Williams likes look of White Sox pitching
White Sox starting pitcher Hector Santiago delivers during the second inning Tuesday night against the Tigers at U.S. Cellular Field.
Since he's in his first year as general manager, Rick Hahn has been hit with any blame for what could be the White Sox' worst season since 1970, when they went 56-106.
To many, Hahn simply inherited a mess left by former GM Kenny Williams, whom the Sox promoted to executive vice president following the 2012 season.
In addition to leaving Hahn with a suspect minor-league system, Williams also has been accused of swinging and missing on acquisitions such as Adam Dunn, Tyler Flowers, Alex Rios and Jake Peavy, the latter two recently traded by Hahn.
Williams has blocked out the criticism and kept his focus on helping get the White Sox back to a competitive level as quickly as possible.
He echoed Hahn when looking at the future.
"Obviously, we had greater expectations," Williams said before the Sox played the Tigers on Tuesday night at U.S. Cellular Field. The White Sox won 4-3 in 11 innings.
"We thought that first and foremost we'd catch the ball better. We thought we would execute offensively better and be a little bit more diverse with the offense, and it just hasn't manifested in that way.
"But where there is bad news along those lines, there's good news in terms of being able to bounce back, because what you look for, and I think it's similar to 2007 with us, does a club have the necessary pitching to compete?
"And I think we absolutely have that moving forward."
But what about the offense, which has been among baseball's worst all season? Looking to 2014, only second baseman Gordon Beckham and new right fielder Avisail Garcia look to be locks as starters.
The White Sox saved roughly $37 million in salaries when they traded Peavy and Rios, and Hahn indicated much of that savings would be spent on the draft and international talent.
As for adding some proven bats next season, it's going to be a challenge.
"We have to find some left-handed hitting somewhere to complement some of these right-handers," Williams said. "Pitchers we face get locked into a release spot, a certain pitch that makes them more dangerous with so many right-handers in the lineup.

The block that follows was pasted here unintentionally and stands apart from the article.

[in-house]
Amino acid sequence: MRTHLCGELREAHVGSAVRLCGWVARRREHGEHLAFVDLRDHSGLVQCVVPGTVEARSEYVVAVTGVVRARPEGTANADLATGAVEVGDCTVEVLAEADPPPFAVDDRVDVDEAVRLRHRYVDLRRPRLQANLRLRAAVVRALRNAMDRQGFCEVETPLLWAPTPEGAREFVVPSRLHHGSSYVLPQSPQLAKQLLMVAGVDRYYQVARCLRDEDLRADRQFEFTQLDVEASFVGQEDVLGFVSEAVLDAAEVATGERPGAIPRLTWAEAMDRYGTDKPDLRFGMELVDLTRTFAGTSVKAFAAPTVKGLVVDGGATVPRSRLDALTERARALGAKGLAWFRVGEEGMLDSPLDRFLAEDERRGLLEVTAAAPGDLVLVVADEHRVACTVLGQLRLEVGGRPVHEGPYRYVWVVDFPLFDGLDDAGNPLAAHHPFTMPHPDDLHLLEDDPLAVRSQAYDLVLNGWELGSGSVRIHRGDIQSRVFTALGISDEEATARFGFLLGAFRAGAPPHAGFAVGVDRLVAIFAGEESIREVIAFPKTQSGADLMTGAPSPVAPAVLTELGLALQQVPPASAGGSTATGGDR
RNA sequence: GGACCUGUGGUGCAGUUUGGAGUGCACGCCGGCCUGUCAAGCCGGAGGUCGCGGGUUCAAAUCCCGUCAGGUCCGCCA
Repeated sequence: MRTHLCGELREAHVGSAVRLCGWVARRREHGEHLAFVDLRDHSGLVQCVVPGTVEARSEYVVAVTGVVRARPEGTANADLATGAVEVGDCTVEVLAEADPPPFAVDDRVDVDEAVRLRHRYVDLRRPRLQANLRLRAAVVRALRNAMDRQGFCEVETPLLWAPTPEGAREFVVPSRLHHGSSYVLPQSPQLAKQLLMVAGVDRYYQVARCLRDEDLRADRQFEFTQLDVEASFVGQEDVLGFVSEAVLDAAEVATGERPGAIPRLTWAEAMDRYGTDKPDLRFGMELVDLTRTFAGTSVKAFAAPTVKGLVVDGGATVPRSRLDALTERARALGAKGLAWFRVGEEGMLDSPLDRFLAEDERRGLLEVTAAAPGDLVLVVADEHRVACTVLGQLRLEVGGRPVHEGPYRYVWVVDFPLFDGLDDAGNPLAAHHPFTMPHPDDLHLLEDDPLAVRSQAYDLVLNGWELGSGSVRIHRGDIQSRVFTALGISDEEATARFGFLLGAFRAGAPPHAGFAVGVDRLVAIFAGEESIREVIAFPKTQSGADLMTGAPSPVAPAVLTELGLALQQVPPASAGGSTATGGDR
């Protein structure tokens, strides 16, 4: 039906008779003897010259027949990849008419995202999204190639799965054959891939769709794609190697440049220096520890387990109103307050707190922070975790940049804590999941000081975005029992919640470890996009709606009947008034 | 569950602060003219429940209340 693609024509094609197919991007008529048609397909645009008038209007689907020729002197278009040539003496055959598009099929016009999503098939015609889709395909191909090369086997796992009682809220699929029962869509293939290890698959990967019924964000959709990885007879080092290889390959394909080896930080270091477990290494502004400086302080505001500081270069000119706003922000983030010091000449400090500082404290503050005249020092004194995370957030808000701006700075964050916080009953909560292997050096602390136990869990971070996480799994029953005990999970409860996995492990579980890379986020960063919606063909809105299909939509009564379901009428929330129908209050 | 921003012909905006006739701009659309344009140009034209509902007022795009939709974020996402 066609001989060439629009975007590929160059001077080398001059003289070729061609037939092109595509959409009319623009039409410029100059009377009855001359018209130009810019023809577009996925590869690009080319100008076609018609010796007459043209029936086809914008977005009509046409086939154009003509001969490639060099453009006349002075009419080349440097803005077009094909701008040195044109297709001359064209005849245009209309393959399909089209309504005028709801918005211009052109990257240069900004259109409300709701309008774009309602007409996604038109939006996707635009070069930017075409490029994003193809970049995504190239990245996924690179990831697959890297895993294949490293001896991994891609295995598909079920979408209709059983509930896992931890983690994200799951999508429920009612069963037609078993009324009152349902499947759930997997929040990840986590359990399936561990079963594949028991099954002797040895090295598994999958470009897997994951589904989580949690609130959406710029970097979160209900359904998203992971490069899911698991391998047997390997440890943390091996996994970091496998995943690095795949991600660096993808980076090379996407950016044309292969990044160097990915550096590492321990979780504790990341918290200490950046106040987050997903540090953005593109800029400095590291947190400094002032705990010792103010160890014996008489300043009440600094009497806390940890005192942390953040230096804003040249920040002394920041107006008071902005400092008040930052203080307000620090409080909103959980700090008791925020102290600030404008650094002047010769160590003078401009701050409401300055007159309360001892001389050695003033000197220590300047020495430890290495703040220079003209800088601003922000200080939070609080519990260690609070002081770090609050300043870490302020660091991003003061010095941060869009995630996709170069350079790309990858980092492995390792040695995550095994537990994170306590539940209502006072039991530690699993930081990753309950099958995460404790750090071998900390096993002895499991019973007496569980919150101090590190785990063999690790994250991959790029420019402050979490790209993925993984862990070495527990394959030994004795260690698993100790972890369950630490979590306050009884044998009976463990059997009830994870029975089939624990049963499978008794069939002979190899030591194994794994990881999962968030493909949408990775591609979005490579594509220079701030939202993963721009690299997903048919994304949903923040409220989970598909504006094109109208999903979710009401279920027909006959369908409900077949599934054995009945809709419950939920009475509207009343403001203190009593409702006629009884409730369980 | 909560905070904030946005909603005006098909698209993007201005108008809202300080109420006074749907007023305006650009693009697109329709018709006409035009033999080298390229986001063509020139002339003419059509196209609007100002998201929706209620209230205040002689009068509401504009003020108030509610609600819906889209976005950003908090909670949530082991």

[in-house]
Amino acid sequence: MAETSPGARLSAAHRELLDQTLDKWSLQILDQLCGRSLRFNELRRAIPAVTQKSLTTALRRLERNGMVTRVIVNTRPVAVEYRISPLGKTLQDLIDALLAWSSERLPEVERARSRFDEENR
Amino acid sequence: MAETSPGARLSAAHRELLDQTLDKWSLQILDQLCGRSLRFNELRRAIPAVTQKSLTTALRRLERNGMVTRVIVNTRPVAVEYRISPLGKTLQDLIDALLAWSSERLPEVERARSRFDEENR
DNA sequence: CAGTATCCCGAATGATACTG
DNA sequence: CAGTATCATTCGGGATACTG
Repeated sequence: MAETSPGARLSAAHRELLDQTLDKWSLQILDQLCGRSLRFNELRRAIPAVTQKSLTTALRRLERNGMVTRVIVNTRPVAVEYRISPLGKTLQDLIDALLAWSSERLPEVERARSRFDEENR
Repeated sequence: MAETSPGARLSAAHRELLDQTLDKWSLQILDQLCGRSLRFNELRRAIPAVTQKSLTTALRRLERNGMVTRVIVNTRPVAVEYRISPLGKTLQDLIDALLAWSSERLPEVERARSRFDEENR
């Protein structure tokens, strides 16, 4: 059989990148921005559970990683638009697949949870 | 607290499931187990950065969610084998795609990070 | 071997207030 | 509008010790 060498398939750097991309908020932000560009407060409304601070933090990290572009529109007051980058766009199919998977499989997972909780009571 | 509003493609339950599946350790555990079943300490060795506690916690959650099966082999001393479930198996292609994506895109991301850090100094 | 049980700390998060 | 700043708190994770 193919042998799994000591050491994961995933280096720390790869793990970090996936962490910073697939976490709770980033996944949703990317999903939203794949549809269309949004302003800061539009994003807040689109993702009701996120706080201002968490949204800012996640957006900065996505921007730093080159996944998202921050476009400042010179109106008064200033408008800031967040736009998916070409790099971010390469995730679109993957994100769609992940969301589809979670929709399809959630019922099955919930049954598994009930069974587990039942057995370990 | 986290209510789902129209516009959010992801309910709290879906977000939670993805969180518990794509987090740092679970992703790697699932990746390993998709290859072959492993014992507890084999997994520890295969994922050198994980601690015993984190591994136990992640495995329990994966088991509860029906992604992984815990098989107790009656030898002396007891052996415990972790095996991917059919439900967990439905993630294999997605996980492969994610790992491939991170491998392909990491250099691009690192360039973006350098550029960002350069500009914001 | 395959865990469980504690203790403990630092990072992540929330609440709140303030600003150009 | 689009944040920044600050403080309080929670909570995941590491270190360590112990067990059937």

"That breaking ball, they can find that spot. A left-hander can break that up. But a left-hander has to fit a position we need and be a guy who can hit some line drives, hit some doubles and get on base.
"We have to figure out a way to get an on-base percentage in the .350 range if we're going to be a playoff team."
Heading into Tuesday, the White Sox had a .302 on-base percentage.
•Paul Konerko reportedly has cleared waivers and could be traded before Sept. 1, even though he could block any deal since he is a 10-5 player. The Baltimore Orioles are rumored to be interested.
"I haven't even thought about it," Konerko said. "If it pops up or someone talks to me, I'll think about it. As a player you're just trained that you hear stuff all the time. People in the street say something to you. A guy in a restaurant will say something to you.
"You don't really hear it. I was traded two times by the time I was 22, so that stuff doesn't really get in there. I learned early on how to deal with that stuff."
Williams seriously doubts Konerko will be moved before the end of the month.
"Everybody goes through waivers," Williams said. "Can you say he'll be here until the end of the year? I can't say I'll be here until the end of the year.
"Assuming all natural things, yeah, I would be surprised (if Konerko was traded)."
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